William Guthrie, one of the holiest and ablest of the experimental divines of Scotland, was born at Pitforthy, Angus, the seat of his ancestors, in the year 1620. He was the eldest son of the family, and his superior genius was displayed in his early and successful attention to learning; but till his entrance into college life, he did not obtain that intimate and saving acquaintance with Divine truth which enabled him at once to stay his own soul upon God as the God of his salvation, and to prescribe most skilfully for the cases of spiritual disease that came under his notice. He felt himself greatly indebted for acquaintance with the way of holiness to the instructions of a near kinsman. This was his cousin, James Guthrie, then holding one of the chairs in the New College of St Andrews, and afterwards highly esteemed as the faithful minister of Stirling during the period of the Covenant, for his faithful adherence to which he obtained a martyr’s crown.
Samuel Rutherford, who became Professor of Divinity at St Andrews in 1639, took the guidance of William Guthrie’s theological studies, confirmed and cherished the principles of piety already implanted, and brought him, with his whole soul, to devote himself to the service of Christ. That he might not be entangled in the network of earthly concerns, he resigned his estate at Pitforthy to a younger brother, not engaged at that time in the prosecution of sacred studies. Thus trained in the schools of literature, and rendered familiar with religion both in theory and practice, William Guthrie was well fitted for usefulness as a preacher of the gospel. He was licensed, with the high approbation of the Presbytery, in August 1642.
It was fully two years later that he obtained a church in the newly erected parish of Fenwick; and was ordained minister, in compliance with the harmonious call of the people, in November 1644. Several calls were addressed to him, but ineffectually, to quit his beloved people, till, about a year after his settlement, and very soon after his marriage to an excellent lady of the noble family of Loudon, he left them for a season, by appointment of the General Assembly, to attend the Scottish army as chaplain during the civil war that ended in the execution of Charles I, and the subjection of Scotland to the Protectorate of Cromwell. He was providentially preserved throughout the war, and returned to his flock with increased ardour and devotion. They needed his care; for at the commencement of his ministry, profanation of the Sabbath, desertion of the house of God, neglect of family religion, and gross ignorance, with a train of attendant evils, were prevalent among his parishioners. His talents, natural and acquired, were dexterously applied to check abounding iniquity. The stated calls made by Guthrie at the houses of his people were very acceptable and profitable. The visitation of the sick and the dying, whom he never neglected, the instruction of the young in the doctrine that is according to godliness, and the ministrations of the pulpit, declared him a workman who needed not to be ashamed. As a consistent office-bearer, he duly attended to the government and discipline of the Church, in the session and superior judicatories. He seems to have been a member of the General Assembly of 1649, and stands in the lists of its Commission, along with such illustrious names as James Guthrie, the Marquis of Argyle, David Dickson, James Durham, and Samuel Rutherford.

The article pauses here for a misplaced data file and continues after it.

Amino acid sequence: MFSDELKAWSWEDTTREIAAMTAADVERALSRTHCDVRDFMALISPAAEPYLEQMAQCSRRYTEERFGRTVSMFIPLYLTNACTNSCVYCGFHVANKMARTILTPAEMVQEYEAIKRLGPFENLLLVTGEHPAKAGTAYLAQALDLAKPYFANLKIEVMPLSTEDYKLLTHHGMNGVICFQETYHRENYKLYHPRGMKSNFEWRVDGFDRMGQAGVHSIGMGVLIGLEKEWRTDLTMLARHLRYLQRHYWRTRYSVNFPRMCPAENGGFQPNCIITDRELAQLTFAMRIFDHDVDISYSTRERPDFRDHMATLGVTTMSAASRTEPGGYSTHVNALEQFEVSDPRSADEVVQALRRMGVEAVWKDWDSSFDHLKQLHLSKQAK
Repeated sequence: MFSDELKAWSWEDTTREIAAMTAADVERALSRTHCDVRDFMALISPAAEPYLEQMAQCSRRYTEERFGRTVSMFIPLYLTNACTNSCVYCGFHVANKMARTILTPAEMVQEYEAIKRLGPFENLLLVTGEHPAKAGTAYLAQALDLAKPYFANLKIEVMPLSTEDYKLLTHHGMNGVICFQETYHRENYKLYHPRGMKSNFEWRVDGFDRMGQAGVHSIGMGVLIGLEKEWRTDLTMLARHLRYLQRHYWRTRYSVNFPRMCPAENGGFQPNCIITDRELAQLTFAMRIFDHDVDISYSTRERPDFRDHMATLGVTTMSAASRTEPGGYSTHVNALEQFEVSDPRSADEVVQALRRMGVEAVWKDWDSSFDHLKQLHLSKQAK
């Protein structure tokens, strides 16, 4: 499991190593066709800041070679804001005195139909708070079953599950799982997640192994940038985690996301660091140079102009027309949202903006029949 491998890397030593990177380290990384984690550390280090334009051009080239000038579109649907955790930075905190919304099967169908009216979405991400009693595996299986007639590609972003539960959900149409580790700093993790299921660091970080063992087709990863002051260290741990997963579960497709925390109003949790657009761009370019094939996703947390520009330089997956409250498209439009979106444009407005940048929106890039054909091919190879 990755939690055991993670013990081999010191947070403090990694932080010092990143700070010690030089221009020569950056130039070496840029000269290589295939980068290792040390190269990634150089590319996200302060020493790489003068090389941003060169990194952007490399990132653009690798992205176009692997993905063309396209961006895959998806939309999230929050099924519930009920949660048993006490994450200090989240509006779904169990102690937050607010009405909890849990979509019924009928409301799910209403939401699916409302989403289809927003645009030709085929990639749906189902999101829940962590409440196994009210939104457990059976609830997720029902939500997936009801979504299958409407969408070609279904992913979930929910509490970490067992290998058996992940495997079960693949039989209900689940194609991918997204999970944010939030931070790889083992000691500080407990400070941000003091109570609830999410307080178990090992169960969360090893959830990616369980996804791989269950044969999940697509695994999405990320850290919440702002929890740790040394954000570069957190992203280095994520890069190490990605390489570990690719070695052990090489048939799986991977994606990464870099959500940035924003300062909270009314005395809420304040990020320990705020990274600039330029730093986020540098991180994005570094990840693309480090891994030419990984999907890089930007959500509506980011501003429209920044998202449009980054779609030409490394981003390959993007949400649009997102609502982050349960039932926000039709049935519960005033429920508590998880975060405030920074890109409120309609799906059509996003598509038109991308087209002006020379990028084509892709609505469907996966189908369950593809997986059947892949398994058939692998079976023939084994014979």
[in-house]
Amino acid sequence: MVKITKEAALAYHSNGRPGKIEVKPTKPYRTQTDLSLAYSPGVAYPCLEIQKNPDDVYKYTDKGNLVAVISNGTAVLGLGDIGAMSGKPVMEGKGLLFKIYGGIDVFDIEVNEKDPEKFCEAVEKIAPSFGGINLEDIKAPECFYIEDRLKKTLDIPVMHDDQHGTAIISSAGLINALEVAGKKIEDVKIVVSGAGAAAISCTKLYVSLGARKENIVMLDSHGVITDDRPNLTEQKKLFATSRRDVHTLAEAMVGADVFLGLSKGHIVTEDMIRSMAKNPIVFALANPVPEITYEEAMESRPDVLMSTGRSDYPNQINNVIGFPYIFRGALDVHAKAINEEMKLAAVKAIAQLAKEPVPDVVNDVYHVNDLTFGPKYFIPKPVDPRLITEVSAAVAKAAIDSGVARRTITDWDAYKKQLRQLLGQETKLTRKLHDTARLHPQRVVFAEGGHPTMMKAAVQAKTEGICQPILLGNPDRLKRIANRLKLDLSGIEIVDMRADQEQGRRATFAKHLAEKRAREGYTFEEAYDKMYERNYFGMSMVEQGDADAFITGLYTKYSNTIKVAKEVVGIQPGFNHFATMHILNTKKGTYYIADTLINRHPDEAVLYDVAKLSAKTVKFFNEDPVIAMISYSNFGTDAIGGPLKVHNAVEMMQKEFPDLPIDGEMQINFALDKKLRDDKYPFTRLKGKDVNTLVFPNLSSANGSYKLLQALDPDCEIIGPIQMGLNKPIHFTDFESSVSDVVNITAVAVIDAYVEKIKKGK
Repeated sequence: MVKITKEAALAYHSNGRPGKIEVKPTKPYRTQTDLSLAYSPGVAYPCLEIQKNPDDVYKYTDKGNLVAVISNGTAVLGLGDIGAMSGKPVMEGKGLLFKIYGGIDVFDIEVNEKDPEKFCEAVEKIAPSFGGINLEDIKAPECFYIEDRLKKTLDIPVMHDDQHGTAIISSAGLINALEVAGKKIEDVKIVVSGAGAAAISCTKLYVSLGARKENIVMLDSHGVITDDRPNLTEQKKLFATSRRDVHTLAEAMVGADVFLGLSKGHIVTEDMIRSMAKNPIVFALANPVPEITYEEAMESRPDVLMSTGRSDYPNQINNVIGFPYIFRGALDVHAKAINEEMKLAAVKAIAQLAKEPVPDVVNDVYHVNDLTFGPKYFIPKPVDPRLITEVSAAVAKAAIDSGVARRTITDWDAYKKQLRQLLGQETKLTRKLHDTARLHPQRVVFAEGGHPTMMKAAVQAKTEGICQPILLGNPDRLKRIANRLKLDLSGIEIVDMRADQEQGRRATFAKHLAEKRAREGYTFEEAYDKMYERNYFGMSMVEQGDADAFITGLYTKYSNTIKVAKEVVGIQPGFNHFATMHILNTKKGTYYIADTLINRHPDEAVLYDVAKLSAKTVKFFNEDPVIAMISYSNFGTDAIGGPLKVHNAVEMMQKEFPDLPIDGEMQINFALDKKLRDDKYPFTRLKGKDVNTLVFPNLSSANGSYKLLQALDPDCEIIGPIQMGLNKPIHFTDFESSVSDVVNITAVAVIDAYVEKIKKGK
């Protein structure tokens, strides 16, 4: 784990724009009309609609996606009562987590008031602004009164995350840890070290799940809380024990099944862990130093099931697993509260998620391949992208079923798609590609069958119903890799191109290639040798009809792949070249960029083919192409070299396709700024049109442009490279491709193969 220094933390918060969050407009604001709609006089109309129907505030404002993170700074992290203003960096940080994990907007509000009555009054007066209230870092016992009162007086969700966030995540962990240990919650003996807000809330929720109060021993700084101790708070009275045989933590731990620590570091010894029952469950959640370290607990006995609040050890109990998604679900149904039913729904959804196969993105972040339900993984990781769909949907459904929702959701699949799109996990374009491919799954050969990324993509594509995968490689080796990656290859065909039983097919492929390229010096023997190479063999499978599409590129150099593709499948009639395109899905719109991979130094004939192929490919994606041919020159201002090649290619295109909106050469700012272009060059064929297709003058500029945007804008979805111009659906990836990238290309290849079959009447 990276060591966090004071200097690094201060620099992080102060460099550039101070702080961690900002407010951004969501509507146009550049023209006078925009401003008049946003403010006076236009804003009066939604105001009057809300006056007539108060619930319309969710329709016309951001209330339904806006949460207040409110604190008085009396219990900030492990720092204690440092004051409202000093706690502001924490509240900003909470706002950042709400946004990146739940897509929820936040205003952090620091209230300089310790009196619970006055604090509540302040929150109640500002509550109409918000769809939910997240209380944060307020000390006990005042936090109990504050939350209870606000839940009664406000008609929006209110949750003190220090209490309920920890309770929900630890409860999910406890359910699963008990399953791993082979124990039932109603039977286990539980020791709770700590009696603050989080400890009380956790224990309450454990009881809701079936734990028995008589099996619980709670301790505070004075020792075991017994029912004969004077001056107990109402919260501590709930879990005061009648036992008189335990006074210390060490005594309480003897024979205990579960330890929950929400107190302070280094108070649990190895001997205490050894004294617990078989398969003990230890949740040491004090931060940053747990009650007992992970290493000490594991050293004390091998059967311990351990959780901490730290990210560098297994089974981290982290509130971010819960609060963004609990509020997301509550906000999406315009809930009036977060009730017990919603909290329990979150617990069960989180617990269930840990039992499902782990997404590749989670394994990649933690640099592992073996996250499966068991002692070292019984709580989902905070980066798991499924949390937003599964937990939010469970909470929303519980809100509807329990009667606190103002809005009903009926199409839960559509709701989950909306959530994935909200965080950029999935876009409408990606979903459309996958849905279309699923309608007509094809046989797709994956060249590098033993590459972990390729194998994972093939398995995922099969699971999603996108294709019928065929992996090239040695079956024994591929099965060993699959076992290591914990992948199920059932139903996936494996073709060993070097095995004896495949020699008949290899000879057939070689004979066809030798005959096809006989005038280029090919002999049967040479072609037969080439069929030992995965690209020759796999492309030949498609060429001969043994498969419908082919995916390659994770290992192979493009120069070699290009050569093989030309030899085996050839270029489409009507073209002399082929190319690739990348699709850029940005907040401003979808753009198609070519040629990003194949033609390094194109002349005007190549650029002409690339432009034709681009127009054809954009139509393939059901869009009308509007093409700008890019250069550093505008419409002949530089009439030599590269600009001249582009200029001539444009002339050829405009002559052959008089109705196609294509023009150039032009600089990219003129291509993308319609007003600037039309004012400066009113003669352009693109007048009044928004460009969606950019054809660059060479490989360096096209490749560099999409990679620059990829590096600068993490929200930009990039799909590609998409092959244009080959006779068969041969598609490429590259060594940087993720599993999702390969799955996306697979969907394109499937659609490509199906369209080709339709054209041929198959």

During the unhappy division of the Church of Scotland into the parties of Resolutioners and Protesters or Remonstrants, the two Guthries, Samuel Rutherford, and several of the most pious and zealous Presbyterians, adhered to the latter. In 1654 Guthrie served as Moderator of the Protestor Synod of Glasgow and Ayr. Ere long he published The Christian’s Great Interest. This work has gone through numerous editions, been translated into various languages, and continues to embalm his memory in the estimation of intelligent Christians of every name. The first edition of it appeared shortly before the Restoration of Charles II.
In the persecution which followed the Restoration, Guthrie was preserved in Fenwick until 1664, through the influence of the Earl of Glencairn, then Chancellor of Scotland, who both respected him as a man of worth, and recollected with gratitude Guthrie’s kindness to him during an imprisonment to which the Earl had been subjected for his loyalty to the King during the sway of Cromwell. He was removed from his pulpit on 24th July of that year. His bodily health, but indifferent before, suffered a severe shock on this occasion; he preached no more in the parish; and about two months later retired to his paternal estate at Pitforthy, now become his possession in consequence of the death of a surviving brother. It was his but for a year of pain and sorrow, caused by a complication of diseases, and by the calamities that were befalling the Church and nation. He was attended during his last illness by visitors belonging to all parties, received kindly but faithfully the Episcopalian clergy who came to converse with him, and died full of faith in the glorious gospel he had preached, with the confident hope of complete redemption. His death occurred on the afternoon of Wednesday, the 10th of October 1665.[Adapted from the ‘Memoir of the Author’ in the Trust’s Puritan Paperback edition of The Christian’s Great Interest. See also John Howie’s account of William Guthrie in The Scots Worthies (Banner of Truth, 1995).]